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State lawyers ask utilities commission to reject settlement on PSE sale
Lawyers with the state Attorney General's Office are asking the state to reject a proposed settlement that would clear the way for a foreign buyout of Puget Sound Energy.
PSE is the state’s largest electric and natural gas utility and currently serves Whidbey Island and more than 1 million electric customers in 11 counties. The Macquarie Group, an Australian-Canadian investment consortium, has been pursuing a $7.4 billion takeover of the Bellevue-based utility.
The proposed sale is under review by the state Utilities and Transportation Commission, and PSE, the utility commission staff, the Macquarie-led investment consortium and others in the case reached a settlement on July 23.
But earlier this week, the Public Counsel Section of the Washington State Attorney General’s Office said the commission should reject the settlement, which includes $100 million in rate credits to the PSE’s customers over 10 years, dividend restrictions, the reduction of $200 million in debt from the proposed deal, and other provisions.
Simon ffitch, the attorney who leads the Public Counsel Section that represents residential and small business customers in utility rate cases, said expert testimony shows the settlement doesn't do enough to resolve the public's concerns with the sale.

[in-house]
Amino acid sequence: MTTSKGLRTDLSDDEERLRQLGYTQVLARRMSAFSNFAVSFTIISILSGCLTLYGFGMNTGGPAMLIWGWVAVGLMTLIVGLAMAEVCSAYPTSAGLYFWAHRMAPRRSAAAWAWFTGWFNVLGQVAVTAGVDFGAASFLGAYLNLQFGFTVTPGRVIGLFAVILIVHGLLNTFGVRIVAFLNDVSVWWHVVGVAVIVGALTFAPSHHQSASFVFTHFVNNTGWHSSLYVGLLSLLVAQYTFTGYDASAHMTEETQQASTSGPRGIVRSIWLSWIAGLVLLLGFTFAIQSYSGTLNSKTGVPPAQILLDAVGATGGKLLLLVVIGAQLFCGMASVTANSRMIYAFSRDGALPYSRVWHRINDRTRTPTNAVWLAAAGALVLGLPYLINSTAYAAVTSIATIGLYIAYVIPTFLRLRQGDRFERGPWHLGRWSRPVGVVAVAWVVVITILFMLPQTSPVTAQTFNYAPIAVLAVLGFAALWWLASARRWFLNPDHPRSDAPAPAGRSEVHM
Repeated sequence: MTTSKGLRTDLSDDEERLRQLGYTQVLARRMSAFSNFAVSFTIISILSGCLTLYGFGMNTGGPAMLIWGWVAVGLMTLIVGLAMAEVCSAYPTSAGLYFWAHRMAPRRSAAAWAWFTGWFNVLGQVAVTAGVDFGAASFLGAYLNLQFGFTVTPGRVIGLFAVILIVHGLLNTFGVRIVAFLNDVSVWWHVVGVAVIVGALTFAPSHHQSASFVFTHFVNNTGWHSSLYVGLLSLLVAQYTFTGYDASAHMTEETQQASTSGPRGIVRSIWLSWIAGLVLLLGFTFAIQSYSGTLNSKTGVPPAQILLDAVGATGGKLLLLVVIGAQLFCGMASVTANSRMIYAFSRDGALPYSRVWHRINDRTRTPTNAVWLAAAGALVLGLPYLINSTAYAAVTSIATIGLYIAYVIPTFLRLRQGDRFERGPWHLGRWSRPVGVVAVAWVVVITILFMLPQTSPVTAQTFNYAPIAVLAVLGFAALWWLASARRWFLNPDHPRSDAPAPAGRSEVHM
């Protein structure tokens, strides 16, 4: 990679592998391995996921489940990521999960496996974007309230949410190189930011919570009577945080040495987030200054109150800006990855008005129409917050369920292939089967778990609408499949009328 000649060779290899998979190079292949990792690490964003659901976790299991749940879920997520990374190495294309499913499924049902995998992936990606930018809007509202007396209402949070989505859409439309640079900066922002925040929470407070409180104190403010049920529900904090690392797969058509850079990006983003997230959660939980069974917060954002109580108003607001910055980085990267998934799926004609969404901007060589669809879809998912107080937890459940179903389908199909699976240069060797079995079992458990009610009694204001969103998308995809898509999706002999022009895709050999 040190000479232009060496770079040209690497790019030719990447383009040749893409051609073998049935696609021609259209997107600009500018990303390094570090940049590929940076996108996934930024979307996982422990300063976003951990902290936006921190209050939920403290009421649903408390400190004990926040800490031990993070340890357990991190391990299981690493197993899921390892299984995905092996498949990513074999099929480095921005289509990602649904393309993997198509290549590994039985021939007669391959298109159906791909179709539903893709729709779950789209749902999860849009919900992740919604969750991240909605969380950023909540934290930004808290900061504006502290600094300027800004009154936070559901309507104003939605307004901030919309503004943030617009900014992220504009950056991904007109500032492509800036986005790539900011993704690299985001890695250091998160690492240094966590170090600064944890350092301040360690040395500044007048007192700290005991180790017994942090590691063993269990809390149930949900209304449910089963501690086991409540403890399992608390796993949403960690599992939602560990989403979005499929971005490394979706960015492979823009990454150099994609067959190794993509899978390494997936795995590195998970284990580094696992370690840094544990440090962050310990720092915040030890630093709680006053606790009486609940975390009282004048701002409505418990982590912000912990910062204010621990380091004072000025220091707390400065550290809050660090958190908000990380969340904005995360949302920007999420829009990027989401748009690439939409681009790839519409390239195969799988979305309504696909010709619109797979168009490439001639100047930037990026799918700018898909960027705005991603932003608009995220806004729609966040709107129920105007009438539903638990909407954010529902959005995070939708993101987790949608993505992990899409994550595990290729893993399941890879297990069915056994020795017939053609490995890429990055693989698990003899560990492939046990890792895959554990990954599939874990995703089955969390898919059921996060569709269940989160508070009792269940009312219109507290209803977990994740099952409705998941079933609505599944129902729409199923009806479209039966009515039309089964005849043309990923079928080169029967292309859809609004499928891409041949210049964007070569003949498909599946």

“Puget customers and Washington’s economy are better off with what they have now – a publicly-traded, investment-grade utility with improving financial health and low business risk,” ffitch said.
“Puget Sound Energy has not shown that it makes sense to burden this company with a dramatic increase in debt and financial risk, especially at a time when national and international economic conditions are so shaky," he said.
“Simply put, the acquisition of Puget as detailed in the settlement is an inferior choice,” ffitch said.
PSE spokeswoman Martha Monfried said the company would offer rebuttal testimony on Aug. 12.
"We will continue to work to address public counsel's concerns and demonstrate the importance of the merger, which will enable a well-capitalized utility that is able to invest in needed infrastructure and resources to serve our customers," she said.
"And throughout this almost year-long review process we have consistently tried to address public counsel's concerns, which primarily focus on debt," Monfried added.
The commission will hold hearings Aug. 25 through Aug. 27 in Olympia to hear expert witnesses for and against the settlement.